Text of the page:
Nkhoma College of Nursing and Midwifery

Malawi

Overview

  • Total Students Enrolled this year –104Nkhoma Nursing Students
  • Graduates last year: 46, 42 of which passed the licensure exam (96% pass rate)

Target Areas for Sustainable Impact

  • Enable students to acquire full time employment
  • Impact community by increasing the number of qualified medical worker 
  • Impact mission hospitals by increasing number of qualified staff available.

Nkhoma is a hill in the Lilongwe District of Malawi. Nkhoma College of Nursing and Midwifery offers a nurse training program and a nurse midwives program; both of which are three-year diploma programs. The school originally started as a department of the Nkhoma Hospital, but it now is a college of Nkhoma University. Like many developing countries around the world, Malawi is desperately in need of trained health care workers, specifically nurses, so Nkhoma College is provided a vital resource to it’s local community.

Nkhoma College uses a block system that requires students to attend classroom work for a minimum of three weeks to a maximum of twelve weeks. During the weeks students do not have classroom work they are in a clinical placement for four to eight weeks. This cycle continues throughout the duration of their schooling there.

In 2007 Nkhoma was able to build a new college dormitory so they could accept more students. The new dormitory was able to increase the number of students enrolled to 160. In 2012 the college also added an 18-month training program to train community midwives. The college continues to grow and progress to meet the growing health care demands of the surrounding region. They recently received approval from the Nkhoma University senate to begin a BSN program and they will be looking to start this degree program in the fall of 2015. Other initiatives that will take place in the next few years include: an upgrading program where those holding a Nurse Midwives Technician diploma can upgrade to be registered nurses and be awarded University certificates; a new program training health professions that work as junior doctors and can meet many of the needs in the rural hospitals; and they are looking to develop an exchange program for staff and students between other institutions that would broaden learning and improve academic standards.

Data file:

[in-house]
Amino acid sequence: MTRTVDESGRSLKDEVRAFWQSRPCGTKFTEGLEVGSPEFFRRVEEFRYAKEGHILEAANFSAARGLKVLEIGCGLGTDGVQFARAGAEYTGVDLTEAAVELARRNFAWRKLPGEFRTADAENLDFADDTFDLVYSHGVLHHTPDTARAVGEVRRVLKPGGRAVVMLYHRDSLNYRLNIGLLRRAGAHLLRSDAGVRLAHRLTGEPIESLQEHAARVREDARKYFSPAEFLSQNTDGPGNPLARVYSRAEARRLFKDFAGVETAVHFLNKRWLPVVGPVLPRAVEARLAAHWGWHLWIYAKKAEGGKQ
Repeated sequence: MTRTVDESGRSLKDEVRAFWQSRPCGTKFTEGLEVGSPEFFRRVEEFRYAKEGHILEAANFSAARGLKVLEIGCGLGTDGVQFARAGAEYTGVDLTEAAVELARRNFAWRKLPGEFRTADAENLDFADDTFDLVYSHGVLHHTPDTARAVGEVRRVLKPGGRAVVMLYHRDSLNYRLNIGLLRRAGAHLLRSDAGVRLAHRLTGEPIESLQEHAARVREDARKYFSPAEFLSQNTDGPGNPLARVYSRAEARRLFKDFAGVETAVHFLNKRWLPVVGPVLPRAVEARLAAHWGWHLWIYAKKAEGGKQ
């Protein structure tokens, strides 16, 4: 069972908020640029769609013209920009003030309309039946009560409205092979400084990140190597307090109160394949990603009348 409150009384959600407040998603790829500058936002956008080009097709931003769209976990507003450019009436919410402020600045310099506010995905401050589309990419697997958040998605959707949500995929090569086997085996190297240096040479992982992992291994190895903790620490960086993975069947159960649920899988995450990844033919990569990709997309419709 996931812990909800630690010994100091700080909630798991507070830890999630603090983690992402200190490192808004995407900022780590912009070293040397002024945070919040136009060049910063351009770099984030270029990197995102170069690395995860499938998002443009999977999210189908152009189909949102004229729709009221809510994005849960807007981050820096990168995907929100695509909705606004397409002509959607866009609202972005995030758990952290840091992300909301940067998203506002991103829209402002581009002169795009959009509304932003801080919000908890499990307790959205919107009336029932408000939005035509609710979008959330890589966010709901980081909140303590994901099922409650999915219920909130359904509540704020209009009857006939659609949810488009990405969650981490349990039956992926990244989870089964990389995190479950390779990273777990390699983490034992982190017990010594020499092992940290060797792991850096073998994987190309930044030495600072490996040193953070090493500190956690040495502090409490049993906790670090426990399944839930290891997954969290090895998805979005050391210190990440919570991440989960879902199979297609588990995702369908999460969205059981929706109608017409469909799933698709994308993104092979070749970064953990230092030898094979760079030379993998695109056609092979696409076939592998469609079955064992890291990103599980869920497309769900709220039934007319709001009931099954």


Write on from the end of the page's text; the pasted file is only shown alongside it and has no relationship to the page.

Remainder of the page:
To accomplish these goals, Nkhoma College will need to increase its resources. They will need more housing to accommodate both students and teaching staff; a Biochemistry/Microbiology lab for coursework in the new BSN program; a new lecture theatre, as the current one only holds 70 students per class; office space to accommodate more and visiting staff; scholarships for staff development and training; and equipment such as computer hardware, software, books, and general office equipment.